Quality control by DNA repair

Science. 1999 Dec 3;286(5446):1897-905. doi: 10.1126/science.286.5446.1897.


Faithful maintenance of the genome is crucial to the individual and to species. DNA damage arises from both endogenous sources such as water and oxygen and exogenous sources such as sunlight and tobacco smoke. In human cells, base alterations are generally removed by excision repair pathways that counteract the mutagenic effects of DNA lesions. This serves to maintain the integrity of the genetic information, although not all of the pathways are absolutely error-free. In some cases, DNA damage is not repaired but is instead bypassed by specialized DNA polymerases.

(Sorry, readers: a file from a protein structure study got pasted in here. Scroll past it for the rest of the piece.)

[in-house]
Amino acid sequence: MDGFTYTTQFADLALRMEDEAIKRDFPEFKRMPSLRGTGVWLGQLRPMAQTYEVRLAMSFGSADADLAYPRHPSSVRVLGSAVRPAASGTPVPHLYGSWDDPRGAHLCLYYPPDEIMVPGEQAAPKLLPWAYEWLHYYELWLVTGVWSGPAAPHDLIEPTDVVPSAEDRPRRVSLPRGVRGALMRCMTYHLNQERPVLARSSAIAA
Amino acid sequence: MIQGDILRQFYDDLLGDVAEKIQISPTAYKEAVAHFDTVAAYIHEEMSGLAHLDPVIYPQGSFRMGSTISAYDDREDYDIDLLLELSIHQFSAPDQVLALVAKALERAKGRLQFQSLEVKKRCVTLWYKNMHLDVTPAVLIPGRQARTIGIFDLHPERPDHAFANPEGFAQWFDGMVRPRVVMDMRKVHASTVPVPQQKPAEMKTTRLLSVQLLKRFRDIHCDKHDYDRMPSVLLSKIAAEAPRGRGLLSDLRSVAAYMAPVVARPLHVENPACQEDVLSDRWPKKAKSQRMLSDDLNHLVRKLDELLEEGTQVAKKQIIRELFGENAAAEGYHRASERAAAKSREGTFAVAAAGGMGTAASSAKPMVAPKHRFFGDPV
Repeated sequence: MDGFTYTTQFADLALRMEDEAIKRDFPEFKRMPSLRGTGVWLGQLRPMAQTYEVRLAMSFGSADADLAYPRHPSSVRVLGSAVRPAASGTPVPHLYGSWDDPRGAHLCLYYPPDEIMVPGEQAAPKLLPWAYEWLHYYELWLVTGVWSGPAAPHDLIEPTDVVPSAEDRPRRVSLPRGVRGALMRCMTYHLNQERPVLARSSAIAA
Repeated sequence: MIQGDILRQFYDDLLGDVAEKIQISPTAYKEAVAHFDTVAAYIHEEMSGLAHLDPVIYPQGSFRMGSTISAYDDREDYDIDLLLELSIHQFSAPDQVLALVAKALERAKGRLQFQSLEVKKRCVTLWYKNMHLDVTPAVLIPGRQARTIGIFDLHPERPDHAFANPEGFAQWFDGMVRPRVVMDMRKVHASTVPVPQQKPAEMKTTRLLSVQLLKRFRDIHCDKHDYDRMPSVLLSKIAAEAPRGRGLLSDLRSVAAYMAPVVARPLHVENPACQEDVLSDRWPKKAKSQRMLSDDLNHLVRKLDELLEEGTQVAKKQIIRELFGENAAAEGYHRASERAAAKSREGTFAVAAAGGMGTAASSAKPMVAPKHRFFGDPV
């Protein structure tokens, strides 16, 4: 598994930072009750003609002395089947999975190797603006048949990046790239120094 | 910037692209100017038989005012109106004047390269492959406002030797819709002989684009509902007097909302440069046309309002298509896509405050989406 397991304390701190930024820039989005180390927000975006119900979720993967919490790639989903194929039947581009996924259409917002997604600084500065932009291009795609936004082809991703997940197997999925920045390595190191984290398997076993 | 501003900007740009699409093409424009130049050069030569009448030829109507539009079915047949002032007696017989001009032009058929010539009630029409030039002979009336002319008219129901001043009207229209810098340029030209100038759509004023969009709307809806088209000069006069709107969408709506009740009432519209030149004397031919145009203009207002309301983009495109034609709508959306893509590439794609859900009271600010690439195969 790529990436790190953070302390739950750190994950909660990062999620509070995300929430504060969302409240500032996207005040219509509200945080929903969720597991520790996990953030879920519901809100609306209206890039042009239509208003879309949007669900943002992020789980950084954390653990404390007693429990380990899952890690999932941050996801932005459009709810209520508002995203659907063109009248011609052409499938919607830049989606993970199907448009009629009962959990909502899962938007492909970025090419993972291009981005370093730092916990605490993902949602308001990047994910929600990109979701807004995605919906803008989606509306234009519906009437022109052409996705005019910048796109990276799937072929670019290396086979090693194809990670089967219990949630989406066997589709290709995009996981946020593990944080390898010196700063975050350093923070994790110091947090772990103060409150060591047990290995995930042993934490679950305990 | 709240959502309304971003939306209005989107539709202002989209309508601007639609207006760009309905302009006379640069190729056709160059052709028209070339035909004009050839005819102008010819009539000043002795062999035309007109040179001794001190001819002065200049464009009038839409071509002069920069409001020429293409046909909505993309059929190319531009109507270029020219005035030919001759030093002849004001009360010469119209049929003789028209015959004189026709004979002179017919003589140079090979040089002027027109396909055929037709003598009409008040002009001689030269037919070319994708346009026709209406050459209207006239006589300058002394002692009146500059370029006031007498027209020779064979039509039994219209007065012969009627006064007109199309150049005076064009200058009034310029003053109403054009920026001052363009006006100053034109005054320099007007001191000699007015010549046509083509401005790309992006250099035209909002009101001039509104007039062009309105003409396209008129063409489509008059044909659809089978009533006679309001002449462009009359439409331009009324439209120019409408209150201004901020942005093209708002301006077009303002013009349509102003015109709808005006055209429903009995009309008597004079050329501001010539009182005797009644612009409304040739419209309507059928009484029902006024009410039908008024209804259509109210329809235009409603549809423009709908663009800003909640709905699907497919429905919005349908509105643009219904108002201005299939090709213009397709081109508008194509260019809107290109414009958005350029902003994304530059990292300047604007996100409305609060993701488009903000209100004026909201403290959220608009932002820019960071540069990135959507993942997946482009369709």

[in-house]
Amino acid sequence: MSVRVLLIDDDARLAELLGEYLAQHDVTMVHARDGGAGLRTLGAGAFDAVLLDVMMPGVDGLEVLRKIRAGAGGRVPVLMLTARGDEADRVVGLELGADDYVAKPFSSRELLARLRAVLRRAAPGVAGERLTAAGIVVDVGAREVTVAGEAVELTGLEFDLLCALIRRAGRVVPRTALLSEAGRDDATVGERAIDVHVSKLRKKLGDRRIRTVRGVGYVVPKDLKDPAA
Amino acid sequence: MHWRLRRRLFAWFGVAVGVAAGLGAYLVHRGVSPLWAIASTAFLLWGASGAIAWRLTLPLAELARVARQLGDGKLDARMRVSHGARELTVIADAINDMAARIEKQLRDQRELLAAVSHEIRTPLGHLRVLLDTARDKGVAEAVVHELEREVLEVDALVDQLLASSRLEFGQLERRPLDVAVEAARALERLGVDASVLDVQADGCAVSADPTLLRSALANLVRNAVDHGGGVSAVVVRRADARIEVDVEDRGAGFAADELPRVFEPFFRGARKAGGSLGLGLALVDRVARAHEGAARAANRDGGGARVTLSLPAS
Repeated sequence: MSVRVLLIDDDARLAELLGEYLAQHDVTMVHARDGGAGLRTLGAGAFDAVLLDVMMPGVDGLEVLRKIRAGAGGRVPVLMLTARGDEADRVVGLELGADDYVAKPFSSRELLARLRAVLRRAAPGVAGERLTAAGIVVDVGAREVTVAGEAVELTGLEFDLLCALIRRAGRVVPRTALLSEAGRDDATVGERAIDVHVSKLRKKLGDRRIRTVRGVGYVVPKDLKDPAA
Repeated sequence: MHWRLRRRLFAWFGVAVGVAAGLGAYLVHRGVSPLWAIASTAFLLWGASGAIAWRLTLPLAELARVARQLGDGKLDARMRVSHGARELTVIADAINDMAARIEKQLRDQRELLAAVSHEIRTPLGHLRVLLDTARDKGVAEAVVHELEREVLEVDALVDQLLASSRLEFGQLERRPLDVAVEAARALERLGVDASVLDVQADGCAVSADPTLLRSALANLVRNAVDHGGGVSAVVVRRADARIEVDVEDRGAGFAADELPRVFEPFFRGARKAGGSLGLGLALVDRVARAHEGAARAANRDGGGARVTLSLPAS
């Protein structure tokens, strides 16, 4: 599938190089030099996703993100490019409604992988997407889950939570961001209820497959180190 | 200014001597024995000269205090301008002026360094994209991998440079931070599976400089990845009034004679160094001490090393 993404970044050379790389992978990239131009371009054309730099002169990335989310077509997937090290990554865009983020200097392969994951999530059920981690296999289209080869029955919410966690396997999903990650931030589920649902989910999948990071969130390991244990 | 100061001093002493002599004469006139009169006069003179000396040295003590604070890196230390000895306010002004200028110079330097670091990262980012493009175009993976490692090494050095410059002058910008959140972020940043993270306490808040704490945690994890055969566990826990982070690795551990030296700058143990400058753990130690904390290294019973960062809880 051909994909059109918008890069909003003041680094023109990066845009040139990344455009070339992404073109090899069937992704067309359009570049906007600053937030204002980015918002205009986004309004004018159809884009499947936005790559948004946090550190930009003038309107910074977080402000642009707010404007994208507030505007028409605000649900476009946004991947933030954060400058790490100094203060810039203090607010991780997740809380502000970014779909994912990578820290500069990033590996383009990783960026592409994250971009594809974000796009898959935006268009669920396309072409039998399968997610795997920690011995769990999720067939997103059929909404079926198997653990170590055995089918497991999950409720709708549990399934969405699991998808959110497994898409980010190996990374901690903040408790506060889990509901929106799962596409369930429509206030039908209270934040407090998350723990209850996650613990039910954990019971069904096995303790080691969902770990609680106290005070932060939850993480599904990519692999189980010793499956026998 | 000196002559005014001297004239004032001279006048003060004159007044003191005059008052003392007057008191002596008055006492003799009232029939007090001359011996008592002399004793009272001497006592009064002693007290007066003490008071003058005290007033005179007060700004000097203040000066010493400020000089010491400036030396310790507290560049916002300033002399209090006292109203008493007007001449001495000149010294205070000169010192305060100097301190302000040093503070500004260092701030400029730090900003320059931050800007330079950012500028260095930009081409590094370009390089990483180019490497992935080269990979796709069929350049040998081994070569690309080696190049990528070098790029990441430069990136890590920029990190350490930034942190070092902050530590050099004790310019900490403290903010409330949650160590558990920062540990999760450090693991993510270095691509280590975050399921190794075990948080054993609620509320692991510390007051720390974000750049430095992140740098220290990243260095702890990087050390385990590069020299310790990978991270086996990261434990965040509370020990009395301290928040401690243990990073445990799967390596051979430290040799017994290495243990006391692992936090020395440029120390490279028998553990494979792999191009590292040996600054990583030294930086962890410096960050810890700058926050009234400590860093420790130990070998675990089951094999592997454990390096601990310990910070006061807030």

Publication types

  • Review

MeSH terms

  • Animals
  • DNA / metabolism*
  • DNA / radiation effects
  • DNA Adducts / metabolism
  • DNA Damage*
  • DNA Glycosylases
  • DNA Repair*
  • DNA-Binding Proteins / metabolism
  • DNA-Directed DNA Polymerase / metabolism
  • Humans
  • Mutagens
  • N-Glycosyl Hydrolases / chemistry
  • N-Glycosyl Hydrolases / metabolism
  • Neoplasms / genetics
  • Neoplasms / metabolism
  • Poly(ADP-ribose) Polymerases / metabolism
  • Ultraviolet Rays


  • DNA Adducts
  • DNA-Binding Proteins
  • Mutagens
  • DNA
  • Poly(ADP-ribose) Polymerases
  • DNA-Directed DNA Polymerase
  • DNA Glycosylases
  • N-Glycosyl Hydrolases